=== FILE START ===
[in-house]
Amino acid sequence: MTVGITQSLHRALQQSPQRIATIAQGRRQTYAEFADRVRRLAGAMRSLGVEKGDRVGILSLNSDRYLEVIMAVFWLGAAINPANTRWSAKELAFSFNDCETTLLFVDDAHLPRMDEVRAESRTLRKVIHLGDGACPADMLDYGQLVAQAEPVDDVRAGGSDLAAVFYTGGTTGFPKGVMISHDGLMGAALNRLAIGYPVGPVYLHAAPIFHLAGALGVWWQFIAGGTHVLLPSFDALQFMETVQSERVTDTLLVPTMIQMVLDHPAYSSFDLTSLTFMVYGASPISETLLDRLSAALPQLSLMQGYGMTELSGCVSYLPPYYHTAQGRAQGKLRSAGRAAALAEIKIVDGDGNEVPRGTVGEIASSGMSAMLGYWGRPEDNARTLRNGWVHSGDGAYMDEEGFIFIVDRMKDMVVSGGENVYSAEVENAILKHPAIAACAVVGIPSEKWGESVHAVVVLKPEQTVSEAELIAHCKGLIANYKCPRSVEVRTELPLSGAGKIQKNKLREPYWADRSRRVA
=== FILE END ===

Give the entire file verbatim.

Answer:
[in-house]
Amino acid sequence: MTVGITQSLHRALQQSPQRIATIAQGRRQTYAEFADRVRRLAGAMRSLGVEKGDRVGILSLNSDRYLEVIMAVFWLGAAINPANTRWSAKELAFSFNDCETTLLFVDDAHLPRMDEVRAESRTLRKVIHLGDGACPADMLDYGQLVAQAEPVDDVRAGGSDLAAVFYTGGTTGFPKGVMISHDGLMGAALNRLAIGYPVGPVYLHAAPIFHLAGALGVWWQFIAGGTHVLLPSFDALQFMETVQSERVTDTLLVPTMIQMVLDHPAYSSFDLTSLTFMVYGASPISETLLDRLSAALPQLSLMQGYGMTELSGCVSYLPPYYHTAQGRAQGKLRSAGRAAALAEIKIVDGDGNEVPRGTVGEIASSGMSAMLGYWGRPEDNARTLRNGWVHSGDGAYMDEEGFIFIVDRMKDMVVSGGENVYSAEVENAILKHPAIAACAVVGIPSEKWGESVHAVVVLKPEQTVSEAELIAHCKGLIANYKCPRSVEVRTELPLSGAGKIQKNKLREPYWADRSRRVA